a large and lucrative practice, performing in the meanwhile the full
duty of a useful and respected citizen. His first political vote was
cast in 1836 for the candidates of the Democratic party, Van Buren and
Johnson, and with that party he has always since acted, though never
aspiring to political position. During the late civil war he was a
consistent Union man and gave what support he could to the measures and
policy of the National Government. From 1853 to 1855 Dr. Hill traveled
extensively in the western country, crossing the plains on horseback,
and extended his observations not only as far as the Pacific Ocean, but
through Oregon and California down into Mexico and through several of
the Central American States and the West Indies. He resumed his
practice in 1855. He is of a naturally studious tendency of mind, and
being possessed of a remarkably retentive memory, has added greatly to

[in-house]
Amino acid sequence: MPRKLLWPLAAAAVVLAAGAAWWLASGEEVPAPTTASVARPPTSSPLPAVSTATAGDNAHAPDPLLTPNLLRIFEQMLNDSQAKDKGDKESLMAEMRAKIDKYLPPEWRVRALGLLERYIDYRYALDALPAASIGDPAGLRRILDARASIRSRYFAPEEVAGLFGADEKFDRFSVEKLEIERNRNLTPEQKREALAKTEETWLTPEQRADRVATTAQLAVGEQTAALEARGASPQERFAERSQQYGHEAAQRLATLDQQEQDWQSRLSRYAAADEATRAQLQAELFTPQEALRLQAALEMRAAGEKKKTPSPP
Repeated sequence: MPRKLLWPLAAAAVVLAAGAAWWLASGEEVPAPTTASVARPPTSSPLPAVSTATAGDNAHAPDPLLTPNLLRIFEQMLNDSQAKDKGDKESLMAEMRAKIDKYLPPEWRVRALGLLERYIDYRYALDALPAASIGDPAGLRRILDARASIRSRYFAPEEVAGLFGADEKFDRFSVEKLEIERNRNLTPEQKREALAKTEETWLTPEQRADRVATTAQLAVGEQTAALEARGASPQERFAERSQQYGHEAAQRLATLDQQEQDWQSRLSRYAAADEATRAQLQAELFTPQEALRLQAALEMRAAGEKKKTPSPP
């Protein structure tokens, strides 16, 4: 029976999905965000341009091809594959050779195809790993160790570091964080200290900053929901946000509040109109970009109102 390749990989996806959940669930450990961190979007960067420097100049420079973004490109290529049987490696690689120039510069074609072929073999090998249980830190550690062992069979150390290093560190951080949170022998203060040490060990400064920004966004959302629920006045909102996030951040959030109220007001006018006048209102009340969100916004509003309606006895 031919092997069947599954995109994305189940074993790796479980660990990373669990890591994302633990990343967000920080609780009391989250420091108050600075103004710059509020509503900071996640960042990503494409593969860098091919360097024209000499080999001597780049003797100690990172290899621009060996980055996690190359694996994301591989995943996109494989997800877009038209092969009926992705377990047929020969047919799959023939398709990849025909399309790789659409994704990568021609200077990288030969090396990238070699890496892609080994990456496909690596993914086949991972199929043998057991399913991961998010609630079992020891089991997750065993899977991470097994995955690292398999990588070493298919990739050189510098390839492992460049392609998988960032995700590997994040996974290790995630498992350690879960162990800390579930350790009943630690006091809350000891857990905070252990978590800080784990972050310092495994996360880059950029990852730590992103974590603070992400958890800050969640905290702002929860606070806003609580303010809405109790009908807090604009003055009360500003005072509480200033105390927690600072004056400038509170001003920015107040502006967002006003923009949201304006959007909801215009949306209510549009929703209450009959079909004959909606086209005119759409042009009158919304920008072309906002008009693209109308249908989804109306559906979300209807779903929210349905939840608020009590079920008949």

his store of knowledge, being able to repeat almost whole books from
memory without special effort. He is particularly fond of the study
of languages, and has mastered, without a teacher, French, German and
Spanish, possessing a large library in these languages on general
subjects. In religion he is a liberal; he believes in one God from
whom all things in the universe have emanated. He believes in a
future state of rewards and punishments. He believes in the immortality
of the soul. He believes there is more or less good in all religions,
as all are founded on Bibles claiming to be of divine origin, as all
religions and all nations seem to be equally favored by God. He
believes, if the Bible be true, that it teaches that all evil as well
as all good comes from God, for His greatest prophet so declares- see
Isaiah xlv, 7- and the Bible so declares in many places.

Hill Miles Jennings Perry Mayfield Woods Sullivan Young Gabbard
Martin Pollard Pawling Van_Buren Johnson
Butler-Ky VA MD OR CA England Mexico West_Indies